How to Depict Toxicity? On France’s Radioactive Remnants in the Sahara
On February 13, 1960, in the midst of the Algerian Revolution (1954–1962), the French colonial regime detonated its first over ground atomic bomb at Reggane in the Algerian Sahara. Codenamed “Gerboise Bleue” (Blue Jerboa), it had a blast capacity of 70 kilotons, about 4 times the strength of Little Boy, the United States’ atomic bomb dropped on Hiroshima a month before the end of the Second World War. Blue Jerboa was followed by other atmospheric detonations, as well as various underground nuclear tests, which continued until 1966, four years after Algeria’s formal independence from France. With these toxic imprints, France became the fourth country to possess weapons for mass destruction after the United States of America, the Union of Soviet Socialist Republics, and the United Kingdom. However, France’s nuclear program in the Sahara spread radioactive fallout across Algeria, North, Central and West Africa, and the Mediterranean (including southern Europe), causing irreversible contaminations among humans, natural and built environments. This talk exposes the toxicity of the norms and forms of this program, interrogates the classification of its archival sources, and searches for ways to depict that toxicity, which does not obey the authority of borders.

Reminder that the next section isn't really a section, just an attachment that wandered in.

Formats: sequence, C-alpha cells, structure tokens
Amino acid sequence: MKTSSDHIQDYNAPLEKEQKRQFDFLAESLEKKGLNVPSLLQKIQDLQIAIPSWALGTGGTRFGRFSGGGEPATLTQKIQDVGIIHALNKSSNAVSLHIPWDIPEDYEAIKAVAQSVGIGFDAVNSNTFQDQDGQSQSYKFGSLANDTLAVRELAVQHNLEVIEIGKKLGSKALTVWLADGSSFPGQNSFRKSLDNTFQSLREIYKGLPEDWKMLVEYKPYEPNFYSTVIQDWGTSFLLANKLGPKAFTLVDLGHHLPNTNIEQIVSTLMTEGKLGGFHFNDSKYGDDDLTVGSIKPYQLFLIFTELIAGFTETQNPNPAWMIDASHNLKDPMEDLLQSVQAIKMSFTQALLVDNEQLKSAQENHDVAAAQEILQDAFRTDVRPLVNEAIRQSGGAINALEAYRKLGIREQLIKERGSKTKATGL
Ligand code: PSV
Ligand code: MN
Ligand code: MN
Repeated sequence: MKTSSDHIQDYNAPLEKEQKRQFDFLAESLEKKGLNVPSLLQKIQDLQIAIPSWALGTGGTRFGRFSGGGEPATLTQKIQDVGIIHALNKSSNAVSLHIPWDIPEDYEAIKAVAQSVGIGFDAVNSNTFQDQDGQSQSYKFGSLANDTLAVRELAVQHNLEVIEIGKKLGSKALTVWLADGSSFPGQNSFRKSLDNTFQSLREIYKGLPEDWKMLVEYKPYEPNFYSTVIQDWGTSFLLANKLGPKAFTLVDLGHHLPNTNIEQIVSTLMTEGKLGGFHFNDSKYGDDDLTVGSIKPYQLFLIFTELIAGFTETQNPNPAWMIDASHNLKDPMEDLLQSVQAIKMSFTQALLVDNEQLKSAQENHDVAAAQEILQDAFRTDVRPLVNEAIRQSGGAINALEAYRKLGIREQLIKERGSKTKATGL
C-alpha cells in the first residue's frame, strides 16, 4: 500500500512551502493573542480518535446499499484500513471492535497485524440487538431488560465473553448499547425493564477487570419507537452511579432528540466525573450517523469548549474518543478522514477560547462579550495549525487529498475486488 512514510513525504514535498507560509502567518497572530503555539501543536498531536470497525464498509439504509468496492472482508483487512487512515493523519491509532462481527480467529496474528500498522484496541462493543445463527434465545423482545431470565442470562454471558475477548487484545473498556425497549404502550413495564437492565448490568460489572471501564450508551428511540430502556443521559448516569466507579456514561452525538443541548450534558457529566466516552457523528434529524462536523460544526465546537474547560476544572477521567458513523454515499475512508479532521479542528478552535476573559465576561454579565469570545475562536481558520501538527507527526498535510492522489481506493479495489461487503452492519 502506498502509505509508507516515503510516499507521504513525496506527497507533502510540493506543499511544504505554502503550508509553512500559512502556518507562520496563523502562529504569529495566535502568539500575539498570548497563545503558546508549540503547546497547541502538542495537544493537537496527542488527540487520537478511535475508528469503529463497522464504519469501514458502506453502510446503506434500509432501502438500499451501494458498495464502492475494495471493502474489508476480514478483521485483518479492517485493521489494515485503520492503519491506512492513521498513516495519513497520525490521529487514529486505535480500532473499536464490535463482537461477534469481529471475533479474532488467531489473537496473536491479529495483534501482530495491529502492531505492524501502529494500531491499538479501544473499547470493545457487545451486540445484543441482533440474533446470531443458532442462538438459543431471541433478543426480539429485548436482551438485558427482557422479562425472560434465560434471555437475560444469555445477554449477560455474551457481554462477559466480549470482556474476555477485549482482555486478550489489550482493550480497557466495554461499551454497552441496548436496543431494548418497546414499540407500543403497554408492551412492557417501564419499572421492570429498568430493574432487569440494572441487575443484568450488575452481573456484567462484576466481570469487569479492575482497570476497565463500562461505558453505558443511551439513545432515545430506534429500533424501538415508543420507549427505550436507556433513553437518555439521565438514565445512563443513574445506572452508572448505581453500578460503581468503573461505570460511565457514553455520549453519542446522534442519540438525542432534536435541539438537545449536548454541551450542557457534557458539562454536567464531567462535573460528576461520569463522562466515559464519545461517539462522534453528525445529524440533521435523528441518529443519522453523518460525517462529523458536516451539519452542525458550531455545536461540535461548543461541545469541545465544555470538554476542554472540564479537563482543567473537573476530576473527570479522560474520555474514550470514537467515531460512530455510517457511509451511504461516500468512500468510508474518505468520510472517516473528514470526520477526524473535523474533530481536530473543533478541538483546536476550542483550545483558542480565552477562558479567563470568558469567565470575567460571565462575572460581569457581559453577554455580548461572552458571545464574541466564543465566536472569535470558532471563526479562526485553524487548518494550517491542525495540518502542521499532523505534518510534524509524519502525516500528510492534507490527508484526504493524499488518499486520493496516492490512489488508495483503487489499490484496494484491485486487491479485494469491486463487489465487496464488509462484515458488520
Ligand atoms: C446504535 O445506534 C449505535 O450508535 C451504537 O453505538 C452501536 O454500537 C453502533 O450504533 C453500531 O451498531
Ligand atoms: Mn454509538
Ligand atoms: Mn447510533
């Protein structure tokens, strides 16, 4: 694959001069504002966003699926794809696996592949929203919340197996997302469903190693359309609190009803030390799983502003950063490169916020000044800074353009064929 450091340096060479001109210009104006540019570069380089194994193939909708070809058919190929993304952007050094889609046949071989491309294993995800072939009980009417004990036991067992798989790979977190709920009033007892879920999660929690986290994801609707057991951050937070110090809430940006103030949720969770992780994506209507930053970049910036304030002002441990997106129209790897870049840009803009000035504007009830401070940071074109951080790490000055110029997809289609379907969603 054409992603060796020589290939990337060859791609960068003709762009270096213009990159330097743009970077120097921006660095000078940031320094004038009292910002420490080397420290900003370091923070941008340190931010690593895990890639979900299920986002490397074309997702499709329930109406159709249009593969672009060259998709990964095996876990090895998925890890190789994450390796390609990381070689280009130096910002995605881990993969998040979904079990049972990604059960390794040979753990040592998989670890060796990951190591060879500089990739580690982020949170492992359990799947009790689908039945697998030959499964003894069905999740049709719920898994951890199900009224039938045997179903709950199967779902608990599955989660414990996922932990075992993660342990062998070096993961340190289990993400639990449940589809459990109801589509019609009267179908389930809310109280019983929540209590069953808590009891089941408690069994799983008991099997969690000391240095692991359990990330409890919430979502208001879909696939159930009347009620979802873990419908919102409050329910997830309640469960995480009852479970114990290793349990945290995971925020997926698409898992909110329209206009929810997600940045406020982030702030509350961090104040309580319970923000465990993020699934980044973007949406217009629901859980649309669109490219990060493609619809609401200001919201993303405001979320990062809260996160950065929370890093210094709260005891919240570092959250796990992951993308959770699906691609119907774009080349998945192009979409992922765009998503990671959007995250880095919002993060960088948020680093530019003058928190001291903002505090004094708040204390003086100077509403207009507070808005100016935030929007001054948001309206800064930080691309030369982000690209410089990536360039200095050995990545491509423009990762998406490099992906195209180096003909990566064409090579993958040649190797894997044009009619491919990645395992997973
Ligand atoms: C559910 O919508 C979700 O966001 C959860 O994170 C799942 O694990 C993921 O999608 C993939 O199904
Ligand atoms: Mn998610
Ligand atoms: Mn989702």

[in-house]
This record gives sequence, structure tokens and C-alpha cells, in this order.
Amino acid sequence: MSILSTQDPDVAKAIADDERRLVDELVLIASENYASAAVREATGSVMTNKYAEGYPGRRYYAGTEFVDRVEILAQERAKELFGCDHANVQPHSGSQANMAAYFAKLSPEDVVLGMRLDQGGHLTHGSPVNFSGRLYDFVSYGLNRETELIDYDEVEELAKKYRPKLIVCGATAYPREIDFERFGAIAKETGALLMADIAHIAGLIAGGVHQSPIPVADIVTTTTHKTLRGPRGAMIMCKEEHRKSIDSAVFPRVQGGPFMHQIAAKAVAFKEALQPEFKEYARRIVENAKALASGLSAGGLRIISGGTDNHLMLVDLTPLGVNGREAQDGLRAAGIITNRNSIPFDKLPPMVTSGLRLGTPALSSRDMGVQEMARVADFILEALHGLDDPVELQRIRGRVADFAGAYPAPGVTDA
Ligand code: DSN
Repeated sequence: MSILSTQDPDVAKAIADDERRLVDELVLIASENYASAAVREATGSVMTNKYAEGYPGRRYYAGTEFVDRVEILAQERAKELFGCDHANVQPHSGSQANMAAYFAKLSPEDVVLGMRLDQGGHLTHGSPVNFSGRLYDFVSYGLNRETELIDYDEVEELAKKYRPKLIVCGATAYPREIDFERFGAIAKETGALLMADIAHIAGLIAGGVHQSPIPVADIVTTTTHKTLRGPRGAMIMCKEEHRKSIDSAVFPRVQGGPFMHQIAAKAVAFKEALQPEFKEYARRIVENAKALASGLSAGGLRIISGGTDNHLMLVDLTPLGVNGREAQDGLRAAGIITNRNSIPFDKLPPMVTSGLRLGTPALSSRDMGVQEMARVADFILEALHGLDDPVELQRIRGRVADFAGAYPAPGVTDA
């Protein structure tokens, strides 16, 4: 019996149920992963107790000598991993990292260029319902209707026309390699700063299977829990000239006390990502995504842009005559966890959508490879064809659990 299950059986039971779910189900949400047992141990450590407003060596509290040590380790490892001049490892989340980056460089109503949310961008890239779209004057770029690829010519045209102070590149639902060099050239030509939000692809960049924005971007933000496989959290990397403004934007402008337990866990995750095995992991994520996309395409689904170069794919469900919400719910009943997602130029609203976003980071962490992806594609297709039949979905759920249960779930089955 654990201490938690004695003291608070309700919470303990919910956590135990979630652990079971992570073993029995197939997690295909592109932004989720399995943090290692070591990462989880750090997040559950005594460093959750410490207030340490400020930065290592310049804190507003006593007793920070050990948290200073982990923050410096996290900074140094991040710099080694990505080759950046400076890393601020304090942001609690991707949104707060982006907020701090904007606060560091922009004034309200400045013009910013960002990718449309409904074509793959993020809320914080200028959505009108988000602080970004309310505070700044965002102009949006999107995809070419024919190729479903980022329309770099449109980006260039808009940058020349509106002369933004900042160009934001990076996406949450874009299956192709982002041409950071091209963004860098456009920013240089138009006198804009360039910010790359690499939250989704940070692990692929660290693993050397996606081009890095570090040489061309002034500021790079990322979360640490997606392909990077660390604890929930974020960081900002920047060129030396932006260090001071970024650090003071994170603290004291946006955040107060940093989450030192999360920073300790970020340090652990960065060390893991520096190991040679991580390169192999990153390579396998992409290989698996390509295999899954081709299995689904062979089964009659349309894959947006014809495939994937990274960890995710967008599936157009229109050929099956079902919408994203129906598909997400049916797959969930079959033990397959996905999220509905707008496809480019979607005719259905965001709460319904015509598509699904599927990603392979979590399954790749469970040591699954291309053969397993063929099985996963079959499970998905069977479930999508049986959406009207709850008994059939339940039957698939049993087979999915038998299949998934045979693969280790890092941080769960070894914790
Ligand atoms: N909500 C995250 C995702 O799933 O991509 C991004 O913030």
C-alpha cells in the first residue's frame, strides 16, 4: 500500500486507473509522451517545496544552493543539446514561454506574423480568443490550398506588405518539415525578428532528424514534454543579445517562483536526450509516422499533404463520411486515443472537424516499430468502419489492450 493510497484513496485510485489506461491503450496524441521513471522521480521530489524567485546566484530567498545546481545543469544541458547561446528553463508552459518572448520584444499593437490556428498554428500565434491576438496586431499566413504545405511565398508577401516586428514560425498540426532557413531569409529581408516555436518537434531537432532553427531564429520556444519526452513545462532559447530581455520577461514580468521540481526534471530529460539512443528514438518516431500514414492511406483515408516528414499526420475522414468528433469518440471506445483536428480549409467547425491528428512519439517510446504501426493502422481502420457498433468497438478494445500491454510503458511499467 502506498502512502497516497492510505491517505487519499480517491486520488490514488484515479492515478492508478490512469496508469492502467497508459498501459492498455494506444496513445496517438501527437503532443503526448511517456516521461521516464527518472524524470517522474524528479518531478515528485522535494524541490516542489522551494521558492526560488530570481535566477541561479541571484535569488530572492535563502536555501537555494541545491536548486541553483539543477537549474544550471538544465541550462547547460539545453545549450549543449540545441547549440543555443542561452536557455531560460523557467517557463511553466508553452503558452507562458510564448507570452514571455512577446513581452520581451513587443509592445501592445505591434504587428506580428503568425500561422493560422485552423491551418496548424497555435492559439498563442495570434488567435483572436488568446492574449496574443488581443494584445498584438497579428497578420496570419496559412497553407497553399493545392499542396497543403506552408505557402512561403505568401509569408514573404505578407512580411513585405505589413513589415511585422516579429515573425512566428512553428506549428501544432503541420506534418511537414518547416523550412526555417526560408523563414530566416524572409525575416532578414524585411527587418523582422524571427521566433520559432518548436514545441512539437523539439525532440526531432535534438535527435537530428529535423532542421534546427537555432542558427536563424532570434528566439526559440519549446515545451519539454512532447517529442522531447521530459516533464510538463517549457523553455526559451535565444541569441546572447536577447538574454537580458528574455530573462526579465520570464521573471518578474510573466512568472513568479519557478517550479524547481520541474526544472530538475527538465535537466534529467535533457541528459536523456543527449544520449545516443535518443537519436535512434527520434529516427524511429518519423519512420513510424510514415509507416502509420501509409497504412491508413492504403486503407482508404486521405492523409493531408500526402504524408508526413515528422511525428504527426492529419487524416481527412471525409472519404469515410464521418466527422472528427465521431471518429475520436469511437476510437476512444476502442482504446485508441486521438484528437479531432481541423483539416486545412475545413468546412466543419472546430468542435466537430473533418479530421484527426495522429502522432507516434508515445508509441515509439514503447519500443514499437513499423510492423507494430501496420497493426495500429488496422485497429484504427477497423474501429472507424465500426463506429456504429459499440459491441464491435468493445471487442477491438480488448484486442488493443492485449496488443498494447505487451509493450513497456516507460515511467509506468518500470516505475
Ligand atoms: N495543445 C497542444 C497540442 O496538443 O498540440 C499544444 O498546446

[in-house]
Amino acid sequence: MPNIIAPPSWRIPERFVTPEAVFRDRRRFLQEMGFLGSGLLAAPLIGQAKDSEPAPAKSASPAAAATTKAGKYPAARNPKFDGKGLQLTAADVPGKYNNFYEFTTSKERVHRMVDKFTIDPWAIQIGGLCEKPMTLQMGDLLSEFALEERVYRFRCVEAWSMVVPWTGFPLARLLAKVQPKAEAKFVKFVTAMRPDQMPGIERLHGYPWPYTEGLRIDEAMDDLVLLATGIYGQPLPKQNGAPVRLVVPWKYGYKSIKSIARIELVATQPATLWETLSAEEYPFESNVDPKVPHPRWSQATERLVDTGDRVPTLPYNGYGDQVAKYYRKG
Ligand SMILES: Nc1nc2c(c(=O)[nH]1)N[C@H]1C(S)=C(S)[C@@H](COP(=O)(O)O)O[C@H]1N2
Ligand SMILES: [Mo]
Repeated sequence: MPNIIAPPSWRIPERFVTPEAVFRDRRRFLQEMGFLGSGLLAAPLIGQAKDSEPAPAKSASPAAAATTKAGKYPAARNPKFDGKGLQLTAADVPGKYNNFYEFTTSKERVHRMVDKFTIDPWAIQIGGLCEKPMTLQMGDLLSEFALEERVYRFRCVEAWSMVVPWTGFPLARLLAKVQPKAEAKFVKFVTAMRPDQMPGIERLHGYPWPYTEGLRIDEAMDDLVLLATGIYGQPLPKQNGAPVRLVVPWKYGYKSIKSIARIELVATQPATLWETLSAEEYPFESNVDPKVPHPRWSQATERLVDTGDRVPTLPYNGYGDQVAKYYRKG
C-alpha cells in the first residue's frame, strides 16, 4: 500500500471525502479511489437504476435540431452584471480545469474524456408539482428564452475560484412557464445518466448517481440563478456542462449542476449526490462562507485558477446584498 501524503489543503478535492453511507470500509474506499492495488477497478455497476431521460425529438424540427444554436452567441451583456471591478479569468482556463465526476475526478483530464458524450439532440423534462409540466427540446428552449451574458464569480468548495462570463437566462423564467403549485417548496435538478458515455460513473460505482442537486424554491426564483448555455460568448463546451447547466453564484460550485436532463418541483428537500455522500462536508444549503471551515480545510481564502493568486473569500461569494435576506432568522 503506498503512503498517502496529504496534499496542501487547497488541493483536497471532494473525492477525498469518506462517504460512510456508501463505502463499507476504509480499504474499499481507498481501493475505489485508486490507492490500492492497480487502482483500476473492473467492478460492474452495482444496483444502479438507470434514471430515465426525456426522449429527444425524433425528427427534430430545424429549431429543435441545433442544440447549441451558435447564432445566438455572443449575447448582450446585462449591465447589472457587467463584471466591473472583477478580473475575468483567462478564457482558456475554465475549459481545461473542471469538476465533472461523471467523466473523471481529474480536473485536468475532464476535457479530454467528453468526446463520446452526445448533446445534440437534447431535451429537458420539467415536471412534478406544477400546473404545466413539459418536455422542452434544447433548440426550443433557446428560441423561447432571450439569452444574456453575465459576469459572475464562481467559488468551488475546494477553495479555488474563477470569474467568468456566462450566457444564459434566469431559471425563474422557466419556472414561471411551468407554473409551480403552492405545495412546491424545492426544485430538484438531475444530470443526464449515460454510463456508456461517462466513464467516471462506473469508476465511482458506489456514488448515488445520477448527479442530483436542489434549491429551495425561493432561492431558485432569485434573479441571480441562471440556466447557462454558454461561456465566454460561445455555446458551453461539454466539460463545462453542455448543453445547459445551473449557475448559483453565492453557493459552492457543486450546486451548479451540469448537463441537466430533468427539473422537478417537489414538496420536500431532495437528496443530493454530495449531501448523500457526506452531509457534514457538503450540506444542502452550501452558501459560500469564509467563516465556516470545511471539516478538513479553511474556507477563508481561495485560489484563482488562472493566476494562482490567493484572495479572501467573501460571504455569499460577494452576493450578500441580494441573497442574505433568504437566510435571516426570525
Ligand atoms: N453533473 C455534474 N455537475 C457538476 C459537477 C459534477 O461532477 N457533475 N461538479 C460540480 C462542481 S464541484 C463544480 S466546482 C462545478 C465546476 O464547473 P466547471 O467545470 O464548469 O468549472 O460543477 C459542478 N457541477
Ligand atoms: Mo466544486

Samia Henni is a historian of the built, destroyed, and imagined environments, and an Assistant Professor at Cornell University. She is the author of the multi-award-winning Architecture of Counterrevolution: The French Army in Northern Algeria (gta Verlag, 2017, EN; Editions B42, 2019, FR), the editor of War Zones gta papers no. 2 (gta Verlag, 2018), and the maker of exhibitions, such as Archives: Secret-Défense? (ifa Gallery/SAVVY Contemporary, Berlin, 2021), Housing Pharmacology / Right to Housing (Manifesta 13, Marseille, 2020) and Discreet Violence: Architecture and the French War in Algeria (Zurich, Rotterdam, Berlin, Johannesburg, Paris, Prague, Ithaca, Philadelphia, 2017–19). She received her Ph.D. in the history and theory of architecture (with distinction, ETH Medal) from ETH Zurich. This year, she is the inaugural Albert Hirschman Chair at the Institute for Advanced Studies in Marseille (IMéRA); a Visiting Professor at the Institute of Art History at the University of Zurich; and a Visiting Geddes Fellow at Edinburgh School of Architecture and Landscape Architecture, University of Edinburgh. She is working on a book titled Colonial Toxicity: The French Army in the Sahara and an edited volume titled Deserts are not Empty.